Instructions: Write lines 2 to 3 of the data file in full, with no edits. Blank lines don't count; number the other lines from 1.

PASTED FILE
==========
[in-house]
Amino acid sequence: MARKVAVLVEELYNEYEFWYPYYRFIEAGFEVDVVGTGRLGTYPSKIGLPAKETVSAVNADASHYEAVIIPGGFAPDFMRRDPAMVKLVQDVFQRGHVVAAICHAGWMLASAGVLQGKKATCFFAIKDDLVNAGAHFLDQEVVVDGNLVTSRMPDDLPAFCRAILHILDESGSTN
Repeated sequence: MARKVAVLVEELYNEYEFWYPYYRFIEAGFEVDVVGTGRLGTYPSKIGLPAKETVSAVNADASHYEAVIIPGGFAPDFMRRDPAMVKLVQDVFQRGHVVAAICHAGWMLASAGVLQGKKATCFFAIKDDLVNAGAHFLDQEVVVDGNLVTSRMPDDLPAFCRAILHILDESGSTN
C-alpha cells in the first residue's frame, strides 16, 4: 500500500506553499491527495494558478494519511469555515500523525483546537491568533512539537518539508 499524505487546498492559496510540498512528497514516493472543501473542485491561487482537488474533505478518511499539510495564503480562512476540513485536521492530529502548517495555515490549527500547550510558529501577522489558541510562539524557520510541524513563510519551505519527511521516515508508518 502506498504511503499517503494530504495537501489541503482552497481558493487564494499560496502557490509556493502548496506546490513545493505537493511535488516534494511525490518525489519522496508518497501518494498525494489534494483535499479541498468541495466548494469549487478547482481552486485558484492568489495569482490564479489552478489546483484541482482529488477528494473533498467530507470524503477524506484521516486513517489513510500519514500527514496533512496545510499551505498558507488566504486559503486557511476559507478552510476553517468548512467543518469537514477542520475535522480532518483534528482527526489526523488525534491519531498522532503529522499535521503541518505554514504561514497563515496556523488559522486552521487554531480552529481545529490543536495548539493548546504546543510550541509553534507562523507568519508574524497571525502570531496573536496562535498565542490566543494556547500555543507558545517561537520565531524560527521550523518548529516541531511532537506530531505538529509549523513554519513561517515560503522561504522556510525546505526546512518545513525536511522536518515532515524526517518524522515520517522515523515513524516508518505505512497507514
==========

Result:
Amino acid sequence: MARKVAVLVEELYNEYEFWYPYYRFIEAGFEVDVVGTGRLGTYPSKIGLPAKETVSAVNADASHYEAVIIPGGFAPDFMRRDPAMVKLVQDVFQRGHVVAAICHAGWMLASAGVLQGKKATCFFAIKDDLVNAGAHFLDQEVVVDGNLVTSRMPDDLPAFCRAILHILDESGSTN
Repeated sequence: MARKVAVLVEELYNEYEFWYPYYRFIEAGFEVDVVGTGRLGTYPSKIGLPAKETVSAVNADASHYEAVIIPGGFAPDFMRRDPAMVKLVQDVFQRGHVVAAICHAGWMLASAGVLQGKKATCFFAIKDDLVNAGAHFLDQEVVVDGNLVTSRMPDDLPAFCRAILHILDESGSTN